80° to 90° of flexion, 70° of extension, 20° to 45° of lateral flexion, and up to 90° of rotation
What is the neck range of motion and why is it important?
The neck is a part of the spine, and as such, it is responsible for supporting the head and protecting the spinal cord. The cervical spine is the section of the spine that is located in the neck. The neck is made up of 7 cervical vertebrae in total. Morphologically and functionally, the cervical column is divided into two distinct regions: the upper cervical spine, and the lower cervical spine.
The cervical spine’s range of motion is approximately 80° to 90° of flexion, 70° of extension, 20° to 45° of lateral flexion, and up to 90° of rotation to both sides. However, movement in the cervical spine is a complex play of motion between the upper and lower cervical spines.
The cervical spine is designed for a relatively large amount of mobility. Normally, the neck moves 600 times every hour whether we are awake or asleep. This means that the range of motion of the neck is crucial as a lack of range would hamper the smooth functioning of our activities of daily living. Additionally, a severe lack of range of motion at the cervical spine may also restrict the field of vision.
While the cervical region demonstrates the most flexibility of any of the regions of the vertebral column, stability of the cervical region is essential for the support of the head and protection of the spinal cord and vertebral arteries.
What affects the range of motion of the neck?
The cervical range of motion can be restricted due to bony or soft tissue causes. These can be due to physiological limitations or pathological aetiologies. Most commonly, due to the rise in the use of cell phones and increased computer screen times, prolonged poor posture is the leading cause of pain that increases muscular stiffness around the neck and reduces range of motion of the cervical spine. The term “Tech Neck” has been used to describe a range of neck pain issues due to the rise in technology use.
How do you measure neck range of motion?
Neck range of motion can be measured by anatomical movements flexion, lateral flexion, extension, and lateral flexion.
Range of motion of the neck is usually measured using a goniometer. You can measure range of motion of the neck using Check My ROM, a free online tool that measures range of motion using images.
Neck Lateral Flexion
Neck Lateral Flexion, or Cervical Spine Lateral Flexion, is the movement of the head and neck to the side, as if you were trying to touch your ear to your shoulder.
Click here to measure Neck Lateral Flexion.
Neck rotation is turning your head to the side, such as looking both ways before crossing a road
Click here to measure Neck Rotation
Neck Flexion, or Cervical Spine Flexion, is the movement of the head and neck forward and down, as if you were trying to touch your chin to your chest.
Click here to measure Neck Forward Flexion.
Neck Extension is the movement of the head and neck backwards and up, as if you were looking up at the ceiling.
Click here to measure Neck Extension.
What causes limited range of motion in the neck?
The physiological causes affecting the cervical range of motion are:
- The flexibility of the intervertebral discs
- The shape and angulation of the facet joints of the vertebrae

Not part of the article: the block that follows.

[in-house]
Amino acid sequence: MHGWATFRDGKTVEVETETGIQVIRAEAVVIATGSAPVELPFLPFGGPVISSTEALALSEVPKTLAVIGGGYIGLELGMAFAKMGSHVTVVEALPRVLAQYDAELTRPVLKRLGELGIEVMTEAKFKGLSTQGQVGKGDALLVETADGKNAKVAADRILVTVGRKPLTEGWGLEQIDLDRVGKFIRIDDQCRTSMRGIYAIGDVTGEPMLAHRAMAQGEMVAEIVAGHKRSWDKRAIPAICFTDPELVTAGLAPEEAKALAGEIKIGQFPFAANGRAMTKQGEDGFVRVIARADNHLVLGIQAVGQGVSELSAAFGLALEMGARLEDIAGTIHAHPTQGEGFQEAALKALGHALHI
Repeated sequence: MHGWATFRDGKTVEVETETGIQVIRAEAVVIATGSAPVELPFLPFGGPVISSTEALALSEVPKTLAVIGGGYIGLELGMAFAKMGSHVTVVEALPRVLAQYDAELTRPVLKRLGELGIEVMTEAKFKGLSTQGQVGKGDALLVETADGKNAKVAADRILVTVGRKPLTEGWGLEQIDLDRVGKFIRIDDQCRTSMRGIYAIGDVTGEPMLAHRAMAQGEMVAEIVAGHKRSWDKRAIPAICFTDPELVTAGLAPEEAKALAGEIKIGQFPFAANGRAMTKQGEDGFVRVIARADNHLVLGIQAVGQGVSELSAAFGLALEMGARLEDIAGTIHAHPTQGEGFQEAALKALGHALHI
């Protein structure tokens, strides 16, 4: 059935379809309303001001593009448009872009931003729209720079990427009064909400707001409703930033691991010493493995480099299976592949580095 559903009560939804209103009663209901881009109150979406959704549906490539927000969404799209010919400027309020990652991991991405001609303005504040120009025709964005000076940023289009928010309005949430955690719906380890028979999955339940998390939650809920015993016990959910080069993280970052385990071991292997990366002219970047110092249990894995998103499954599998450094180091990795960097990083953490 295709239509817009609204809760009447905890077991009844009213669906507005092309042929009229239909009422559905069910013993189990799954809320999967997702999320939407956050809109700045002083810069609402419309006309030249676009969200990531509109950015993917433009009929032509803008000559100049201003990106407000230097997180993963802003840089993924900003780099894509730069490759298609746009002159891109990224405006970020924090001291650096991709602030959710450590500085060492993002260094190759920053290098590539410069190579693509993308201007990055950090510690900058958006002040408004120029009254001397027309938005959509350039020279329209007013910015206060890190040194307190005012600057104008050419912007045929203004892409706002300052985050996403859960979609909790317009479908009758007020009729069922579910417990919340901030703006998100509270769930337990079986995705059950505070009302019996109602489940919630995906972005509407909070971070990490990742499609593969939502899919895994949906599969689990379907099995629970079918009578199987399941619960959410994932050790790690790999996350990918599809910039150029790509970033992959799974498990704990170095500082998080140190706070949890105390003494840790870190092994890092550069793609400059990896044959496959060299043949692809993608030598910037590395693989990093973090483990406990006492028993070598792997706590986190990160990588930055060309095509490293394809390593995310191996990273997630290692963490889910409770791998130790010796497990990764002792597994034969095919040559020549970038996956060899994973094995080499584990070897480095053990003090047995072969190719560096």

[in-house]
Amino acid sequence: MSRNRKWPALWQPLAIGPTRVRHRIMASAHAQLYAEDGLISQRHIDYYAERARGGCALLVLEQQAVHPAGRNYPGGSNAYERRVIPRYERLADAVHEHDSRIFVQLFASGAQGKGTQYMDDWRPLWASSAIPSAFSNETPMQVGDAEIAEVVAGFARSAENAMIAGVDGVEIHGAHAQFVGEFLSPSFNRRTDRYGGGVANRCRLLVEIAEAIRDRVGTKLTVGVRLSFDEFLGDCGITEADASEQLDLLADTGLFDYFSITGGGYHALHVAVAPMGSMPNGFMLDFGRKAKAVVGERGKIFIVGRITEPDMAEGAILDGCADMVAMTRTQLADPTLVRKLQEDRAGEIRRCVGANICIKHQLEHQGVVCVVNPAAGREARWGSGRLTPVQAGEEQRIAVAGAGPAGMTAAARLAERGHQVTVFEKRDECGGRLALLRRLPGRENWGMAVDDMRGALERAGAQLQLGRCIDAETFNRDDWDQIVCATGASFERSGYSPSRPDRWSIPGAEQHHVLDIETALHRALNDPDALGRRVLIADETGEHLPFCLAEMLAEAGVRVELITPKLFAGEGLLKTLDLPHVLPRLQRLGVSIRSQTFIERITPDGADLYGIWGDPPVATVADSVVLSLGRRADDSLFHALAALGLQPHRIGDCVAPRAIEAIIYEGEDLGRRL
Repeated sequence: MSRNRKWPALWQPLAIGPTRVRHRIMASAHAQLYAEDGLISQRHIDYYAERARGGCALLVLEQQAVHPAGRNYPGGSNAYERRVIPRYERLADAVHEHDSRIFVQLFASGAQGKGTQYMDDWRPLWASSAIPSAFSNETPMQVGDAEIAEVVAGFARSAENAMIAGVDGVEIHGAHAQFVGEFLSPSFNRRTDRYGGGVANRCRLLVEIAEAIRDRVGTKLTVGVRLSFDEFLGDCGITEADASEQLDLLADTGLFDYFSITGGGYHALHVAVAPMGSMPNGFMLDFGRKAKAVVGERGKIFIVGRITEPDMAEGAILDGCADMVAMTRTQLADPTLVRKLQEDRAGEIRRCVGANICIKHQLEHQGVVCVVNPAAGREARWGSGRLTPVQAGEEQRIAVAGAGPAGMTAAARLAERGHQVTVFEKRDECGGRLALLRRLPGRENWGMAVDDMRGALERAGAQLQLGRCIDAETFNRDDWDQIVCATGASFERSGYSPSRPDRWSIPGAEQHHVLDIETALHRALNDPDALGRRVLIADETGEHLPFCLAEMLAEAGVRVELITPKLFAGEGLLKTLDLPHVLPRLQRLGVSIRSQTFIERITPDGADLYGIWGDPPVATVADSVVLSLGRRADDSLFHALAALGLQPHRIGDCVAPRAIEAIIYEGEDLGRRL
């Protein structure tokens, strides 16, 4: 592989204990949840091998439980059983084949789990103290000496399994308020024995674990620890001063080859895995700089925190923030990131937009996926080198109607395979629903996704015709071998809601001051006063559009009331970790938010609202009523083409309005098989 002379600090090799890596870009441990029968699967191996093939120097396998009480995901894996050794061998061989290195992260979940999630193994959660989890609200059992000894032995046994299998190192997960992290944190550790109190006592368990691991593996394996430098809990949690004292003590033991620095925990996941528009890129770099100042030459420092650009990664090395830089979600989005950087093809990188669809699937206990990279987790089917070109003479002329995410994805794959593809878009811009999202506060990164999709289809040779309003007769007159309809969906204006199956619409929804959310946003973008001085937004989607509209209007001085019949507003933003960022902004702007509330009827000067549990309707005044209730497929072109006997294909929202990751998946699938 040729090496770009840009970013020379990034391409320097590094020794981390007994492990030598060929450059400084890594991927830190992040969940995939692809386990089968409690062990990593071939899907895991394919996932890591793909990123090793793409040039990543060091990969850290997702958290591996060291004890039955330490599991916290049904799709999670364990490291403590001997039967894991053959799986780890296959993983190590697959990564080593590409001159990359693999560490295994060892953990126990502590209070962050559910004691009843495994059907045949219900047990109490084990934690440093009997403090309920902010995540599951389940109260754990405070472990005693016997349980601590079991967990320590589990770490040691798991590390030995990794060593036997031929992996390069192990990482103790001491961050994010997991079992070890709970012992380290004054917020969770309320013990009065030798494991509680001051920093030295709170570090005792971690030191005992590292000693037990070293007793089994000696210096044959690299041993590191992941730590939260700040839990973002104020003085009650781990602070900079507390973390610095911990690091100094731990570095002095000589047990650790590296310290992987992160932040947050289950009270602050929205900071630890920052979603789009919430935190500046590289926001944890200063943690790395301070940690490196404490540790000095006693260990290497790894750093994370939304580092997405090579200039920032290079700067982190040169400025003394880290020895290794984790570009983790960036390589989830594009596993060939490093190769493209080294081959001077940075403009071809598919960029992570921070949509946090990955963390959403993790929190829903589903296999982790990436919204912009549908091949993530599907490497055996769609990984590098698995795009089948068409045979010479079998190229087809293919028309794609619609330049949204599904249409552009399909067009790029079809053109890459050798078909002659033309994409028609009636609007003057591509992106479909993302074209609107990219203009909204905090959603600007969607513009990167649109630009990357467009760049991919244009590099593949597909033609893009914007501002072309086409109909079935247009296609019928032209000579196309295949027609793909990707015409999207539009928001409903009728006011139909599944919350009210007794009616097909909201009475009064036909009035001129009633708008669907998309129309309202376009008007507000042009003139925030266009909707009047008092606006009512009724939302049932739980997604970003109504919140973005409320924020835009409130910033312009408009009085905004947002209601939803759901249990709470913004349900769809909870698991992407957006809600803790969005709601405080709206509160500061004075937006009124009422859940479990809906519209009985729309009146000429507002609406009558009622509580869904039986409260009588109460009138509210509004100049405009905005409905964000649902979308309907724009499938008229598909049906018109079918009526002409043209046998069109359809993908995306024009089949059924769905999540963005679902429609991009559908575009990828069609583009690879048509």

- The minor laxity of the ligaments and joint capsules all contribute to the cervical spine’s range of motion
- Female patients tend to have a greater active range of motion than males, except in flexion, but the differences are not great.
- The range available decreases with age, except for the rotation at the first and second cervical vertebrae, which may increase.
The limited mobility can be due to pathological causes such as:
- Pain (due to soft tissue trauma or a fracture)
- Muscle dysfunction (due to an imbalance in the cervical flexors and extensors)
- Muscle stiffness and spasm (could happen due to a poor posture or incorrect sleeping habits)
- Nerve impingement (as the spinal cord travels very close to the cervical spine, the nerves exiting the spinal cord may get entrapped and cause pain)
- Ligament rupture (could happen in cases like a whiplash injury. Additionally, ligaments heal with scar tissue)
- Intervertebral disc prolapse (due to trauma or age-related changes, the disc can impinge on the nerves around it causing pain)
- Spinal canal stenosis (narrowing of the spinal canal)
- Vertigo (due to dizziness associated with vertigo, patients may avoid certain cervical movements)
- Spondylolysis (arthritic changes in the spine)
- Spondylolisthesis (one vertebra when slips forward or backward relative to the adjacent vertebra may cause pain)
How to increase range of motion in the neck
Various physical exercises can help increase the range of the cervical spine. (All images are taken from Kisner Carolyn and Lynn Allen Colby. 2012. Therapeutic Exercise : Foundations and Techniques. 6th ed. Philadelphia: F.A. Davis.)
- Chin tucks: It is a simple exercise that can be done at home or at work. Initially, it can be done in a sleeping position with pillows under the head.
- Scapular retractions: this exercise can help with the correction of the position of the scapula (shoulder blade) which has an effect on the position of the neck. To do this exercise, one must try to touch their shoulder blades together
- Trapezius stretching: This exercise helps stretch the trapezius muscle which is known to go into a spasm due to incorrect posture.
- Levator scapulae stretching: this is another common muscle that goes into a spasm along with the trapezius. Stretching it is important to gain a complete cervical range of motion.
- Stretching of the scalenus muscle: Another known muscle that restricts the complete cervical range of motion.